Updated: Gustavus Adolphus President Jack Ohle retiring

Ohle (Gustavus Adolphus College)

Update: I just got off the phone with President Ohle. He said his decision to retire had nothing to do with recent tensions, but did acknowledge the clash, calling it all part of running a campus.

He told me:

“You have to accept and understand that there always will be differences, and the debate will always take place. We probably weren’t listening. I would say we weren’t listening enough to some of the voices.”

Ohle said he will move to Des Moines, but has no plans to work full-time in higher education.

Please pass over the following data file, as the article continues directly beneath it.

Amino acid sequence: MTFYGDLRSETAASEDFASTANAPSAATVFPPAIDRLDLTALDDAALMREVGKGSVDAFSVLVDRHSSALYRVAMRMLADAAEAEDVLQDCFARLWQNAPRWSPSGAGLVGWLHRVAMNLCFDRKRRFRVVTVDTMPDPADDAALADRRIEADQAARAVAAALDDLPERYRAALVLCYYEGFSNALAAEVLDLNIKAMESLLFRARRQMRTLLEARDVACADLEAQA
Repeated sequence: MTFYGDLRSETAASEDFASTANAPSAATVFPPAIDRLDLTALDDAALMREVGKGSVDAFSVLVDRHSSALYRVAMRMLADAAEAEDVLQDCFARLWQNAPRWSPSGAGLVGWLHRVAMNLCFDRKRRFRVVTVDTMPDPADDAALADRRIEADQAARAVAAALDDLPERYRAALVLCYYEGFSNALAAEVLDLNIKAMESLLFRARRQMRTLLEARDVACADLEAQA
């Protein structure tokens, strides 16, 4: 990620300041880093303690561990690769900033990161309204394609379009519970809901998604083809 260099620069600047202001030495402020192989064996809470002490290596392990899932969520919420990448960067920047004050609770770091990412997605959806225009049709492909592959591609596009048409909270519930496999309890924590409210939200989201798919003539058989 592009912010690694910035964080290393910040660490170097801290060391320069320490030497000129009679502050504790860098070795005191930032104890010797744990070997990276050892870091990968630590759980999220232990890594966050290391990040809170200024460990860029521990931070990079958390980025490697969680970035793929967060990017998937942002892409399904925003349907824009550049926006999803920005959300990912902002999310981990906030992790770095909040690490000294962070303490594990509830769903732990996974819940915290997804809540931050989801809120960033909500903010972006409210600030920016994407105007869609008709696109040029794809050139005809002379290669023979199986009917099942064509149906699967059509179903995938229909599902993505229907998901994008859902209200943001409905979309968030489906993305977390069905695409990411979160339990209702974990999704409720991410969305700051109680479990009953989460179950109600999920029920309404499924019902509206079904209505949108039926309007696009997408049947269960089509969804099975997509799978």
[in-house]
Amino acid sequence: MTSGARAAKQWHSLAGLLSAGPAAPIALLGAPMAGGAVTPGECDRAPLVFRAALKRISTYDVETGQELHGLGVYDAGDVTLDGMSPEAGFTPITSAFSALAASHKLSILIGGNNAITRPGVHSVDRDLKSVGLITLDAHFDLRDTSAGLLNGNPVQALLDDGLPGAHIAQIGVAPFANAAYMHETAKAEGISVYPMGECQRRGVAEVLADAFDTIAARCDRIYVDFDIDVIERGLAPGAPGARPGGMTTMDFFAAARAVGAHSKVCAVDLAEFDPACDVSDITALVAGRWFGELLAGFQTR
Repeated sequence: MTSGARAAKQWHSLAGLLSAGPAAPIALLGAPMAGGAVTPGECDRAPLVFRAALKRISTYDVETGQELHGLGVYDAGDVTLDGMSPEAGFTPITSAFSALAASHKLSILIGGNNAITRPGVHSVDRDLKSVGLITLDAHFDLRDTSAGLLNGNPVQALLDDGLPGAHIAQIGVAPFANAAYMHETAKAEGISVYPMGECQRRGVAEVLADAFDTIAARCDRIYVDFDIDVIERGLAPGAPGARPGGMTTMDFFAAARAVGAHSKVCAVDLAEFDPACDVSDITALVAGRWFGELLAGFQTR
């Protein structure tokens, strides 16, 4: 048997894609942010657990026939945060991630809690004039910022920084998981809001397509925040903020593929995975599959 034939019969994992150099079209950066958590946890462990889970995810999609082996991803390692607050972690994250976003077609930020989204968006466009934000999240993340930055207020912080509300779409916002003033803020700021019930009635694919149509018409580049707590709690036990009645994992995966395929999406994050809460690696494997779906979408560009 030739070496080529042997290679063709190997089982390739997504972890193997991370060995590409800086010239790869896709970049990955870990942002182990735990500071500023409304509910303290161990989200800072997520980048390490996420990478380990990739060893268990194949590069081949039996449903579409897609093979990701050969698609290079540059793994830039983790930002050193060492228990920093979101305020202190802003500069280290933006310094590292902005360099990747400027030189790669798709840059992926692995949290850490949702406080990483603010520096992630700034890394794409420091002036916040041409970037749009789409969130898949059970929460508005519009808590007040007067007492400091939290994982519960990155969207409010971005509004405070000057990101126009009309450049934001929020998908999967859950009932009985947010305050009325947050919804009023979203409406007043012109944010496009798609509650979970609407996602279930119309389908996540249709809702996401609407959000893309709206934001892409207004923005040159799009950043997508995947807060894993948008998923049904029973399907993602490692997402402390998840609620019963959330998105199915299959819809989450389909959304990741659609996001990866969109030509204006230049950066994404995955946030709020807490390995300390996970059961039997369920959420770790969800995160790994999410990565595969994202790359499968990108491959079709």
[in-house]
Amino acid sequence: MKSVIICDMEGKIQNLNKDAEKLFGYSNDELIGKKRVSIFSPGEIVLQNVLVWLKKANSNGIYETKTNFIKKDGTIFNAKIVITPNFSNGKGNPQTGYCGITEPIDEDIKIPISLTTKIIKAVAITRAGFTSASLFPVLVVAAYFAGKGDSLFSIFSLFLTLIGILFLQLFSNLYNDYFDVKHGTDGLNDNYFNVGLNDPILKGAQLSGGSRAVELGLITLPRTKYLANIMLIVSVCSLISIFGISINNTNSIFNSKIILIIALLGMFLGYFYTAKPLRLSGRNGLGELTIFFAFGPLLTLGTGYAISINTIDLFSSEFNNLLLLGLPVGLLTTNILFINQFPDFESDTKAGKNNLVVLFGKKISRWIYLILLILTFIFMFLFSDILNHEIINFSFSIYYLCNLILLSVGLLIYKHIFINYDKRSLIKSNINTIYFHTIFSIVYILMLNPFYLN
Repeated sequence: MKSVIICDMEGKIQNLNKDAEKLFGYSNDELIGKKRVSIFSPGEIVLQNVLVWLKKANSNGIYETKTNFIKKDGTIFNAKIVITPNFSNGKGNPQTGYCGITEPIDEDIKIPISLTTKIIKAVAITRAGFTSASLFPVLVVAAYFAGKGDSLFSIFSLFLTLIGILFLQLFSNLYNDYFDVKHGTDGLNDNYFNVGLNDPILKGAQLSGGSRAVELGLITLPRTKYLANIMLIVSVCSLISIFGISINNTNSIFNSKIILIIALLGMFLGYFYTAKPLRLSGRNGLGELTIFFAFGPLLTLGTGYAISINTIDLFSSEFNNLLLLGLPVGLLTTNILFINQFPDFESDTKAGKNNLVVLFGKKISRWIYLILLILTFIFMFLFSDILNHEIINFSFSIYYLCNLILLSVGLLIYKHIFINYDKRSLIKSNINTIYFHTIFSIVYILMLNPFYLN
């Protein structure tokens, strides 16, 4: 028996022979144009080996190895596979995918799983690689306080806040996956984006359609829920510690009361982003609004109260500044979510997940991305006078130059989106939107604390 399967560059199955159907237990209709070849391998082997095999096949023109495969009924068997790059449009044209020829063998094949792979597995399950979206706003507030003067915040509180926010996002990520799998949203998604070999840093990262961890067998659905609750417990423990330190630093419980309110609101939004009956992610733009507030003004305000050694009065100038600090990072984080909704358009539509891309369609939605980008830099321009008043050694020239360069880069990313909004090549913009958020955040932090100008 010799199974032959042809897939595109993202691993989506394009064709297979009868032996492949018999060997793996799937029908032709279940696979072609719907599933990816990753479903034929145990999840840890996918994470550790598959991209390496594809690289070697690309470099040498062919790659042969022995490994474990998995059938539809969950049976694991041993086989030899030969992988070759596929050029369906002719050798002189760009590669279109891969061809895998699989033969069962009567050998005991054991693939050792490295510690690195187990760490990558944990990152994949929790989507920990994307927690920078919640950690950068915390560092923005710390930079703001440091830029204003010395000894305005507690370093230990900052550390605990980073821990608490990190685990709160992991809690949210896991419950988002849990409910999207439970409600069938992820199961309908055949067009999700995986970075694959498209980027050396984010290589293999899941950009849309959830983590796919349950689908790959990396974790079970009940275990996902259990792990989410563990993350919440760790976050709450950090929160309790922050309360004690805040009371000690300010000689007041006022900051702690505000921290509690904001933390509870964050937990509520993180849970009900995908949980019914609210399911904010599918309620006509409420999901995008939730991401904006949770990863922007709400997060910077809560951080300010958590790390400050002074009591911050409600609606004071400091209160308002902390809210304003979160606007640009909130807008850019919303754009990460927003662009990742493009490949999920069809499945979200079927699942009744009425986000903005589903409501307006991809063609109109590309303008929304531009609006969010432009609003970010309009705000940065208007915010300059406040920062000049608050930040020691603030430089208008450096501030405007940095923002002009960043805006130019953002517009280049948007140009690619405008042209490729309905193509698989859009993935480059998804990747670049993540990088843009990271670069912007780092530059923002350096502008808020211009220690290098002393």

The provost of Gustavus Adolphus College has confirmed that President Jack Ohle — who recently faced calls for his ouster — has announced he’s retiring at the end of the next academic year.

I have a call out to President Ohle asking for comment.

Here’s an email I received prior to the confirmation:

To:      The Gustavus Community, Alumni, and Friends

From:  Chair of the Board of Trustees George G. Hicks

Jack R. Ohle, the 16th President of Gustavus Adolphus College, has announced his retirement effective at the end of the 2013-14 academic year when he will complete his sixth year as president of the College.  He began his service to Gustavus on July 1, 2008, and will officially retire on June 30, 2014.

Ohle submitted, and the Board accepted, a letter announcing his retirement to the Board of Trustees at its regular quarterly meeting last weekend.